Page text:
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Norma writes for Selvedge Magazine Issue #109 -- Rise Up, November 2022
Norma Writes for Selvedge Latin Issue #89
What is a Study Tour: Our programs are designed as learning experiences, and as such we talk with weavers about how and why they create, what is meaningful to them in their designs, the ancient history of patterning and design, use of color, tradition and innovation, values and cultural continuity, and the social context within which they work. First and foremost, we are educators. Norma worked in top US universities for over 35 years and Eric founded the education department at Oaxaca’s textile museum. Our interest is in creating connection and artisan economic development.
Why We Left, Expat Anthology: Norma’s Personal Essay
Norma Contributes Two Chapters!
- Norma Schafer and Oaxaca Cultural Navigator LLC has offered programs in Mexico since 2006. We have over 30 years of university program development experience. See my resume.
Study Toursd are personally curated and introduce you to Mexico's greatest artisans. They are off-the-beaten path, internationally recognized. We give you access to where people live and work. Yes, it is safe and secure to travel. Groups are limited in size for the most personal experience.
Programs can be scheduled to meet your travel plans. Send us your available dates.
Designers, retailers, wholesalers, universities and other organizations come to us to develop weaving relationships, customized itineraries, study abroad programs, meetings and conferences. It's our pleasure to make arrangements.
Select Clients *Selvedge Magazine-London, UK *Esprit Travel and Tours *Penland School of Crafts *North Carolina State University *WARP Weave a Real Peace *Methodist University *MINNA-Goods *Smockingbird Kids
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- WEAVE Podcast: Oaxaca Coast Textiles & Tour
- NY Times, Weavers Embrace Natural Dye Alternatives
- NY Times, Open Thread–Style News
- NY Times, 36-Hours: Oaxaca, Mexico
- Cooking Classes–El Sabor Zapoteco
- Currency Converter
- Fe y Lola Rugs by Chavez Santiago Family
- Friends of Oaxaca Folk Art
- Hoofing It In Oaxaca Hikes
- Living Textiles of Mexico
- Mexican Indigenous Textiles Project
- Museo Textil de Oaxaca
- Oaxaca Lending Library
- Oaxaca Weather
- Taller Teñido a Mano Natural Dyes
Ringing the Bells: San Miguel Arcangel Church, San Miguel del Valle, Oaxaca
San Miguel del Valle, Oaxaca, calls to me. Perhaps because it is hidden — escondido — beyond Santa Ana del Valle and Diaz Ordaz, tucked into the fold of the foothills leading to the Sierra Juarez on the way to the eco-tourism center of Cuajilomoyas.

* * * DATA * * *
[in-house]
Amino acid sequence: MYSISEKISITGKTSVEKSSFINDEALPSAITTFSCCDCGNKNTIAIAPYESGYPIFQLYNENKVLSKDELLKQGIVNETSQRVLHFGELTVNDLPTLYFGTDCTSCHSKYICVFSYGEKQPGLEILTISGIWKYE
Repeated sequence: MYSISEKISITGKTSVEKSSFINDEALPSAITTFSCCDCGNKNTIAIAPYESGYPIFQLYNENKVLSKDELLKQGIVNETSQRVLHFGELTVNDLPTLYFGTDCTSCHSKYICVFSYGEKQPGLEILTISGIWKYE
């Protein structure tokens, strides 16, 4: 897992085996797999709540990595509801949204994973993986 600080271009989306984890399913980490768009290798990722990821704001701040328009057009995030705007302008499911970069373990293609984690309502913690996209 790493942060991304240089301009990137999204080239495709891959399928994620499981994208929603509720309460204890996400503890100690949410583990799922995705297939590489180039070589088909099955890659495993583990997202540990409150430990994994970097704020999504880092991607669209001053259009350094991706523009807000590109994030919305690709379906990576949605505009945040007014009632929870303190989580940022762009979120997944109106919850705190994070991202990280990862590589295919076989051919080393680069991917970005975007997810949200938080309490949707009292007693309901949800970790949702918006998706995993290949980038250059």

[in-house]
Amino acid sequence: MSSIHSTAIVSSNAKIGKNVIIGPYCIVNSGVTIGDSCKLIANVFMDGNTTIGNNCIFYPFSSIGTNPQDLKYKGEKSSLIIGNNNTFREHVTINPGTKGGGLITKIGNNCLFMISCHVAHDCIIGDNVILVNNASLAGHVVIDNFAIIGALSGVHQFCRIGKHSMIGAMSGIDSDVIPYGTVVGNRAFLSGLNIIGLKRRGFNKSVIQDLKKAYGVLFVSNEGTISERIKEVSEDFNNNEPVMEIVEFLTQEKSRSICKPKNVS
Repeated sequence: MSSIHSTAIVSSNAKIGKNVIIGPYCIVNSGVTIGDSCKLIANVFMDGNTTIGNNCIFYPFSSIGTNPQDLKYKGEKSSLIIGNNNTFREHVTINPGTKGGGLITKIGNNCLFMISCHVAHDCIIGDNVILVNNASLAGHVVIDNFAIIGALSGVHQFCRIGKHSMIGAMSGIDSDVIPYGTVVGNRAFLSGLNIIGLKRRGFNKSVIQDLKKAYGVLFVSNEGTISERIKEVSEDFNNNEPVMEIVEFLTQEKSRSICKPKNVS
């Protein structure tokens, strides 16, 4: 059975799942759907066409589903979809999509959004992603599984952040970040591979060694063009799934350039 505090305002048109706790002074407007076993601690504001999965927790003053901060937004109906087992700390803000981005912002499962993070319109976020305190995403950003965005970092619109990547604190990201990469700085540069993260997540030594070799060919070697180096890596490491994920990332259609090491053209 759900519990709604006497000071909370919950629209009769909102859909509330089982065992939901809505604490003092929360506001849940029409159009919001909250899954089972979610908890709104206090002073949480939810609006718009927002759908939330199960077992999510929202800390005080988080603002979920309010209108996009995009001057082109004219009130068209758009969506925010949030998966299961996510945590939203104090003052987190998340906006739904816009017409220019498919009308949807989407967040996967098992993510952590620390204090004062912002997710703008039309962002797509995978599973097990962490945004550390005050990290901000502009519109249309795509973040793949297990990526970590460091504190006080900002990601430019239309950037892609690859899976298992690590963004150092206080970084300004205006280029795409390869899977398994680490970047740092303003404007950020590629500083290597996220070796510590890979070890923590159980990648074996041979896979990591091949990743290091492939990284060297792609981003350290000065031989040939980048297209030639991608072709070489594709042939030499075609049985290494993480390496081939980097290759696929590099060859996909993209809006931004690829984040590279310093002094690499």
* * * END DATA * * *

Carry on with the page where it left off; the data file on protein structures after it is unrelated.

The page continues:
Stepping up into the church patio
Illuminated Saint Michael on the altar
There are dazzling, artful aprons there that talented women embroider with birds, flowers, animals, and plants in a cascade of color. Wearable art! It is all from their imagination. There is no design that shows up twice. You can find them from this distinctive dress each Sunday at the Tlacolula Market, a 15-minute trip from the village.
Welcome to San Miguel Arcangel
Merry modeling an artful apron
I went back last week with my young friend Lupita. She rarely leaves Teotitlan del Valle and its a big world out there along the Pan American Highway MEX 190. We were lucky. When we arrived, the gates to the church patio were open to me for the first time. This was my fourth visit in recent weeks.
Watch the video!
Inside, I said hello to the man who was doing his church volunteer service. I asked him if we could step up to the altar and then enter an anteroom where there were reliquaries and antique treasures from centuries past. He welcomed us. Invited us in, told us to take our time.
Antonio Miguel invites into the anteroom for a look around
Ancient frescoes were painted on lime plastered walls. Deeply carved wood embellished Zegache-style mirrors. A broken clay figure perched under a gilded miniature pergola. Priestly robes hung in a glass case. It was a feeling of old, mystical, medieval. Without restoration, the space felt even more sacred.
Hand painted frescoes of saints adorn walls
Clay figure perched under gilded pergola
I explained to Lupita that it was her people, the Zapotecs, who were conscripted to become stone masons, wood carvers and painters, doing the labor to decorate these buildings of the new religion after the conquest. This was like being inside a fortress, sturdy, solid, everlasting.
Frame of the antique organ
Ascending through the turret, a rest stop for a view
Antonio asked if we wanted to see the antique organ from the same era as the one in Tlacochahuaya. We would have to climb the narrow winding stairs up the turret to the second floor. He went first. The organ was a wood frame with no musical parts. It must have been splendid once.
From the organ balcony, looking into the sanctuary
Lupita makes her way down steep stone steps. I follow her.
He kept looking at his watch. I have to go ring the bells, he said. It’s noon. So we scaled another round of steps to the top of the bell tower, greeted with spectacular views.
Rope bell is suspended with twisted cowhide
Zapotec symbols decorate church support beams
Antonio rang the bells announcing to the entire village it was twelve o’clock. Then he gave me an interview. He lived in Pomona, California, working as a landscaper for 10 years. He is happy to be home in his village!
An inscription, from 1560?
The Virgin of Guadalupe is everywhere, the patron saint of Mexico
Posted in Cultural Commentary, Oaxaca Mexico art and culture, Travel & Tourism
Tagged bell tower, campanario, frescoes, San Miguel Arcangel church, San Miguel del Valle